She sat in the darkened room that was heavy with the smell of stale cigarettes and the wafting odor of mildew from the pile of clothes in the corner.
She stared at her shaking hands holding the burning ember of the tobacco – fuming at her station in life.
Those failures that tormented and stood in judgment of her serial derelictions darkened her countenance, but it should have mattered none, because her family loved her more than most.
The only thing she owned was a title and a hollow one at that – she was the oldest daughter, but it was bearing witness to the accomplishments of her siblings that didn’t fill her with pride. Instead it sent her into a jealous rage in alternating shades of green, her petty instances of jealousy went under the radar until the time of reckoning came to pass.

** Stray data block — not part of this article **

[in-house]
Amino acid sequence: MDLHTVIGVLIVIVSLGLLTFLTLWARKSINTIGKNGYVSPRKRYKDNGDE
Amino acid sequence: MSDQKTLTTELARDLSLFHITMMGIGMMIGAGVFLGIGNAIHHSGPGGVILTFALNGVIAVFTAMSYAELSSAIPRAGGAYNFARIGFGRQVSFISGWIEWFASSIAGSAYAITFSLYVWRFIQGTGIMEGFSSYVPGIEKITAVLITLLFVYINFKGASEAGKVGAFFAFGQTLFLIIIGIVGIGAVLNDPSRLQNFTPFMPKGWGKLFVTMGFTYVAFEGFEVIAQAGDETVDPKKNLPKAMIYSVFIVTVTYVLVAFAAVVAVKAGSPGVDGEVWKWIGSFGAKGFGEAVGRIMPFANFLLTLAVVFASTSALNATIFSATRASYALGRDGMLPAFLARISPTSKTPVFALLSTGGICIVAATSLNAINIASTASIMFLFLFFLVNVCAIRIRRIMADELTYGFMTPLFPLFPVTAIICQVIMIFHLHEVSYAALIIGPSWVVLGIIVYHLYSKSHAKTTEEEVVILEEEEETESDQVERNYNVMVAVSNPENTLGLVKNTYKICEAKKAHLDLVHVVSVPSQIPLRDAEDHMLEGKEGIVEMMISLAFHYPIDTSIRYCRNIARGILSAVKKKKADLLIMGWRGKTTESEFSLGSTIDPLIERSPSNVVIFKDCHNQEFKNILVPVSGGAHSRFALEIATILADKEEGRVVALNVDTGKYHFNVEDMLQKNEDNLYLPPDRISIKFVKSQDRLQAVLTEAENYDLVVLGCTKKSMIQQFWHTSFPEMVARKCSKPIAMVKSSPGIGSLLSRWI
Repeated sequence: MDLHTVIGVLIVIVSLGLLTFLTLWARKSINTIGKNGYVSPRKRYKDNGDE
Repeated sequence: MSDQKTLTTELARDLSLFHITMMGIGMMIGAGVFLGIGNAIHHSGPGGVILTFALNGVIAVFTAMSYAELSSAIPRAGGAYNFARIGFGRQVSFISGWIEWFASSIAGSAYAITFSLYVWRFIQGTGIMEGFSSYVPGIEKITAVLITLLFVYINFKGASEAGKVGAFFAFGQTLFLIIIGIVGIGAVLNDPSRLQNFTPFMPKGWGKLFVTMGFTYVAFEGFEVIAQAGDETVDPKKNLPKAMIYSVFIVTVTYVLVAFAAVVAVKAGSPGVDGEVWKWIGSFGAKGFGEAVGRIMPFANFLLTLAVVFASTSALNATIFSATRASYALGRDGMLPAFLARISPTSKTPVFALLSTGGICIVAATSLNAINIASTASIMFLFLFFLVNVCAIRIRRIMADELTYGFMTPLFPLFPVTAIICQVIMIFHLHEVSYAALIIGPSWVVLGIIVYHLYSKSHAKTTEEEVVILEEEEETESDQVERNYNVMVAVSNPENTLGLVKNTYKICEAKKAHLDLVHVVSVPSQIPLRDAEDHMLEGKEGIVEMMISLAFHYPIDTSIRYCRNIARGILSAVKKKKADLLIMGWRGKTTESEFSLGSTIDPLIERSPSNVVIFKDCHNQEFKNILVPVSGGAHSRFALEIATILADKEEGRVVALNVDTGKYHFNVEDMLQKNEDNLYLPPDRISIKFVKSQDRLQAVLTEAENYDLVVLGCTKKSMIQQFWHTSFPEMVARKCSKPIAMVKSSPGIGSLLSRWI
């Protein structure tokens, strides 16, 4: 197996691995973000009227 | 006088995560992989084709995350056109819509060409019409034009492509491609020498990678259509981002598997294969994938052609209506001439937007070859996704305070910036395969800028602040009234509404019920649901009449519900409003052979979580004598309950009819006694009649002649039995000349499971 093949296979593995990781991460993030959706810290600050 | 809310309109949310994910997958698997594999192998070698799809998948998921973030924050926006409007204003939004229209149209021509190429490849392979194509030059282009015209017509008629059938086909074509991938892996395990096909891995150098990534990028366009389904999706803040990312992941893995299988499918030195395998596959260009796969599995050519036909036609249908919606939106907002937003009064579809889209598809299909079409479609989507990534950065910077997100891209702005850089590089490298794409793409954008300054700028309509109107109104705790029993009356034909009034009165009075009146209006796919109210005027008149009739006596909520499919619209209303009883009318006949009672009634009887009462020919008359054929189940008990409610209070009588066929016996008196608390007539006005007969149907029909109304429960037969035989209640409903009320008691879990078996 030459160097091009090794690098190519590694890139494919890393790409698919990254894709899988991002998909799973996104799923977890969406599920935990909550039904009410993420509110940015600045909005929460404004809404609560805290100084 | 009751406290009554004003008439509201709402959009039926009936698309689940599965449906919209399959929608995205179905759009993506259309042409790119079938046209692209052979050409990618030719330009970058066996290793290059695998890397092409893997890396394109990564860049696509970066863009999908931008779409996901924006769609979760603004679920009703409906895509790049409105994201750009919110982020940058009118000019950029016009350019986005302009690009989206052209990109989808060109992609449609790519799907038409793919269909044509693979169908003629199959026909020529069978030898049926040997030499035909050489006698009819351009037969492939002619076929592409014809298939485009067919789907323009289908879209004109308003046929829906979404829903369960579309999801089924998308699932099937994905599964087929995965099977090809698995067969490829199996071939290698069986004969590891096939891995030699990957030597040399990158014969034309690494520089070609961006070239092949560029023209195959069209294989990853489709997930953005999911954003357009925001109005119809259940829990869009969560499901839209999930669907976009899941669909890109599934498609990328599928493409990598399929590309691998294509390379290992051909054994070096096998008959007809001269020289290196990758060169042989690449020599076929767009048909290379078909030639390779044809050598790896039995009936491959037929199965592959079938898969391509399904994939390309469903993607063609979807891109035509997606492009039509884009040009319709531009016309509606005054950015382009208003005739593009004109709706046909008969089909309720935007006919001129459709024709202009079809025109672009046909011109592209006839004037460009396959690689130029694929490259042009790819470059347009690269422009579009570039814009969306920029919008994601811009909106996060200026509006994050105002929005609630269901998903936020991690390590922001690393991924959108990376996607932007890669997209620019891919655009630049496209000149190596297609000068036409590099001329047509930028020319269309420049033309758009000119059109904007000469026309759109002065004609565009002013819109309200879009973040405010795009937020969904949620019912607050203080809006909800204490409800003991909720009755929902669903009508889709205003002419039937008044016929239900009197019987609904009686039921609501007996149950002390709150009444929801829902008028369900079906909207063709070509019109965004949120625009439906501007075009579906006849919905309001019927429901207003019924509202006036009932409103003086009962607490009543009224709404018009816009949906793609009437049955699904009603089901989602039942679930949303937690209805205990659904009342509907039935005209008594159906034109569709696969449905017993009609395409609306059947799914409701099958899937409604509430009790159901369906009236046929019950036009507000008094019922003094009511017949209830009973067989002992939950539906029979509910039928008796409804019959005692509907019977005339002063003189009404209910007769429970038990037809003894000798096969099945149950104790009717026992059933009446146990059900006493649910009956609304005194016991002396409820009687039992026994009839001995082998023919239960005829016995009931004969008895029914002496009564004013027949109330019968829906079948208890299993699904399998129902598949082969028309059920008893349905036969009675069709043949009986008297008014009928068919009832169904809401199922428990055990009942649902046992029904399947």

What she was promised ran in contrast to mandate that she was given and the lessons imparted by the Elders, but the potential for redemption and an opportunity to show that she wasn’t a failure in the eyes of the collective was a siren song …
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Nice – now I want to read part two.
Thanks for sharing.
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Thanks Bill, I hope it doesn’t disappoint, stay tuned!